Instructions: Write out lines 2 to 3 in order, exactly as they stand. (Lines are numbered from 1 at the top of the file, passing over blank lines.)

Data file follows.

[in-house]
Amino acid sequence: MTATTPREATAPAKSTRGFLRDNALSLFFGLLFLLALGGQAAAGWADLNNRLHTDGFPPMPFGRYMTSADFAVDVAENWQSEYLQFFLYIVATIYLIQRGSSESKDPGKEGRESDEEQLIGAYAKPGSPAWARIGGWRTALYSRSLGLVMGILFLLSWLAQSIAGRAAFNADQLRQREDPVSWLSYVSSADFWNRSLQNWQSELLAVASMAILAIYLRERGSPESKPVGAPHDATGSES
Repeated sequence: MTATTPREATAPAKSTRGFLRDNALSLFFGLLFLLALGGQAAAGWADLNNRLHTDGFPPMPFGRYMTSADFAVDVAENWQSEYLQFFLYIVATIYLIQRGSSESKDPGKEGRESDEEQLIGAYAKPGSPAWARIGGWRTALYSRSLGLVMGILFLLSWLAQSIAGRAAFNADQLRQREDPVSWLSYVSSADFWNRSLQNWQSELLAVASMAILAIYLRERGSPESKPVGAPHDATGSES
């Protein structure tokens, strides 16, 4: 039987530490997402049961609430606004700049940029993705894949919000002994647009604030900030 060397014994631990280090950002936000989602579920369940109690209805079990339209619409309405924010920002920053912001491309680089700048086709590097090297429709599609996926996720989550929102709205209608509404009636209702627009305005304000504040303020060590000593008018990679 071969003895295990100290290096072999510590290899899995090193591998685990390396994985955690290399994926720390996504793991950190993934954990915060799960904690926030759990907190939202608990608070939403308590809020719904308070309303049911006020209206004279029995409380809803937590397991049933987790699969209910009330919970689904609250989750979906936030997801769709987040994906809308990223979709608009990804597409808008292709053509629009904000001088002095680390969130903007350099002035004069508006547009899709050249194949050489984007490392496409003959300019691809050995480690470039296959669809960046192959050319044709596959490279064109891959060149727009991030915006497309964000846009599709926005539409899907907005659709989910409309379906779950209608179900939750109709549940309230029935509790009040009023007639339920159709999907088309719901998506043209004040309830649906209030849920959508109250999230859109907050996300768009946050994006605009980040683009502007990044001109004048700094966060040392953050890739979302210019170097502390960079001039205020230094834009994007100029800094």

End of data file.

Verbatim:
Amino acid sequence: MTATTPREATAPAKSTRGFLRDNALSLFFGLLFLLALGGQAAAGWADLNNRLHTDGFPPMPFGRYMTSADFAVDVAENWQSEYLQFFLYIVATIYLIQRGSSESKDPGKEGRESDEEQLIGAYAKPGSPAWARIGGWRTALYSRSLGLVMGILFLLSWLAQSIAGRAAFNADQLRQREDPVSWLSYVSSADFWNRSLQNWQSELLAVASMAILAIYLRERGSPESKPVGAPHDATGSES
Repeated sequence: MTATTPREATAPAKSTRGFLRDNALSLFFGLLFLLALGGQAAAGWADLNNRLHTDGFPPMPFGRYMTSADFAVDVAENWQSEYLQFFLYIVATIYLIQRGSSESKDPGKEGRESDEEQLIGAYAKPGSPAWARIGGWRTALYSRSLGLVMGILFLLSWLAQSIAGRAAFNADQLRQREDPVSWLSYVSSADFWNRSLQNWQSELLAVASMAILAIYLRERGSPESKPVGAPHDATGSES